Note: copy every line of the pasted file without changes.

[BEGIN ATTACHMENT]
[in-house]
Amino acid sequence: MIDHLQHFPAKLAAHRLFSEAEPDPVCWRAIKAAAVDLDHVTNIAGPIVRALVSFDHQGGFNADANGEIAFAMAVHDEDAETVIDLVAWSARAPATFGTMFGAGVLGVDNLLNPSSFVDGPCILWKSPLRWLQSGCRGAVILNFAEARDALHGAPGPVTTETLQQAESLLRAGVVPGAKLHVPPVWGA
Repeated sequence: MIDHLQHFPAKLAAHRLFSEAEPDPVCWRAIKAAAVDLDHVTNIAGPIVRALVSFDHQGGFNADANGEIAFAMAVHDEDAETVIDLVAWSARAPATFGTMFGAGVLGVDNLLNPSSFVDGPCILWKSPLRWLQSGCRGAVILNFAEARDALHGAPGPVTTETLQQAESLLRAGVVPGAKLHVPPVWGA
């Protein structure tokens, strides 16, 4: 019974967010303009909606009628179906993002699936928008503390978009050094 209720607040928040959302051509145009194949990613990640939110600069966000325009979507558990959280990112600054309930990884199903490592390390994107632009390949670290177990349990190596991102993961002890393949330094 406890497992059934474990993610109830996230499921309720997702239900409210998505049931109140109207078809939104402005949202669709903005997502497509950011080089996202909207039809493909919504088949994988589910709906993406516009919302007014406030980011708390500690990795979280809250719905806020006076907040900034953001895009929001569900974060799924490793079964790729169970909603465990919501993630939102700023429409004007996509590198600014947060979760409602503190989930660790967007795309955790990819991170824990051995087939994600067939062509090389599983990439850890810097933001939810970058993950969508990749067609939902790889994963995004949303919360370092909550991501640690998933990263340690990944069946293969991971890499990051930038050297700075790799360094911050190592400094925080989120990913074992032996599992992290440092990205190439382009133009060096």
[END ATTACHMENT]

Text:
[in-house]
Amino acid sequence: MIDHLQHFPAKLAAHRLFSEAEPDPVCWRAIKAAAVDLDHVTNIAGPIVRALVSFDHQGGFNADANGEIAFAMAVHDEDAETVIDLVAWSARAPATFGTMFGAGVLGVDNLLNPSSFVDGPCILWKSPLRWLQSGCRGAVILNFAEARDALHGAPGPVTTETLQQAESLLRAGVVPGAKLHVPPVWGA
Repeated sequence: MIDHLQHFPAKLAAHRLFSEAEPDPVCWRAIKAAAVDLDHVTNIAGPIVRALVSFDHQGGFNADANGEIAFAMAVHDEDAETVIDLVAWSARAPATFGTMFGAGVLGVDNLLNPSSFVDGPCILWKSPLRWLQSGCRGAVILNFAEARDALHGAPGPVTTETLQQAESLLRAGVVPGAKLHVPPVWGA
């Protein structure tokens, strides 16, 4: 019974967010303009909606009628179906993002699936928008503390978009050094 209720607040928040959302051509145009194949990613990640939110600069966000325009979507558990959280990112600054309930990884199903490592390390994107632009390949670290177990349990190596991102993961002890393949330094 406890497992059934474990993610109830996230499921309720997702239900409210998505049931109140109207078809939104402005949202669709903005997502497509950011080089996202909207039809493909919504088949994988589910709906993406516009919302007014406030980011708390500690990795979280809250719905806020006076907040900034953001895009929001569900974060799924490793079964790729169970909603465990919501993630939102700023429409004007996509590198600014947060979760409602503190989930660790967007795309955790990819991170824990051995087939994600067939062509090389599983990439850890810097933001939810970058993950969508990749067609939902790889994963995004949303919360370092909550991501640690998933990263340690990944069946293969991971890499990051930038050297700075790799360094911050190592400094925080989120990913074992032996599992992290440092990205190439382009133009060096």